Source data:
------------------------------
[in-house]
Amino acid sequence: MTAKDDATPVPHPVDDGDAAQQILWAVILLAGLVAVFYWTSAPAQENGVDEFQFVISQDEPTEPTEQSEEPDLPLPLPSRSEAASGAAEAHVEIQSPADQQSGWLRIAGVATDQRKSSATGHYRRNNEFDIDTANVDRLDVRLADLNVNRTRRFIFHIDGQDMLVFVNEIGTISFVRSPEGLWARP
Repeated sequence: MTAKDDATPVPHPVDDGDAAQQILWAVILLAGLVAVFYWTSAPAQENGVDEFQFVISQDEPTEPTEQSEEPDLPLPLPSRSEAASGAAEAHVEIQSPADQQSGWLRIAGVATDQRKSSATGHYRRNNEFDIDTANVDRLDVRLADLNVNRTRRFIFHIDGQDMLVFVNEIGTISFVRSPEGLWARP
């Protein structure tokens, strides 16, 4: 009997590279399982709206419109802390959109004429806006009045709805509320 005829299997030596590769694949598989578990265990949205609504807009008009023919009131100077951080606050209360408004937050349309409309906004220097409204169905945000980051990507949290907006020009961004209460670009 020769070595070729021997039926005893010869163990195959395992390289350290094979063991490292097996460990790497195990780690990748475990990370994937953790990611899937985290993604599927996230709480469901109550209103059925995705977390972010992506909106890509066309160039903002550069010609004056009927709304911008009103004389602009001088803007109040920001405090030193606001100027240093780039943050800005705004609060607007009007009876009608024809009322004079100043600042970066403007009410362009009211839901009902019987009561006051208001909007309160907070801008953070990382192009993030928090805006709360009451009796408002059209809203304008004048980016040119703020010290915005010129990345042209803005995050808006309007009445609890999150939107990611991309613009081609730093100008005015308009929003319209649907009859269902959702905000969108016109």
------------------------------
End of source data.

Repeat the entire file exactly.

[in-house]
Amino acid sequence: MTAKDDATPVPHPVDDGDAAQQILWAVILLAGLVAVFYWTSAPAQENGVDEFQFVISQDEPTEPTEQSEEPDLPLPLPSRSEAASGAAEAHVEIQSPADQQSGWLRIAGVATDQRKSSATGHYRRNNEFDIDTANVDRLDVRLADLNVNRTRRFIFHIDGQDMLVFVNEIGTISFVRSPEGLWARP
Repeated sequence: MTAKDDATPVPHPVDDGDAAQQILWAVILLAGLVAVFYWTSAPAQENGVDEFQFVISQDEPTEPTEQSEEPDLPLPLPSRSEAASGAAEAHVEIQSPADQQSGWLRIAGVATDQRKSSATGHYRRNNEFDIDTANVDRLDVRLADLNVNRTRRFIFHIDGQDMLVFVNEIGTISFVRSPEGLWARP
């Protein structure tokens, strides 16, 4: 009997590279399982709206419109802390959109004429806006009045709805509320 005829299997030596590769694949598989578990265990949205609504807009008009023919009131100077951080606050209360408004937050349309409309906004220097409204169905945000980051990507949290907006020009961004209460670009 020769070595070729021997039926005893010869163990195959395992390289350290094979063991490292097996460990790497195990780690990748475990990370994937953790990611899937985290993604599927996230709480469901109550209103059925995705977390972010992506909106890509066309160039903002550069010609004056009927709304911008009103004389602009001088803007109040920001405090030193606001100027240093780039943050800005705004609060607007009007009876009608024809009322004079100043600042970066403007009410362009009211839901009902019987009561006051208001909007309160907070801008953070990382192009993030928090805006709360009451009796408002059209809203304008004048980016040119703020010290915005010129990345042209803005995050808006309007009445609890999150939107990611991309613009081609730093100008005015308009929003319209649907009859269902959702905000969108016109």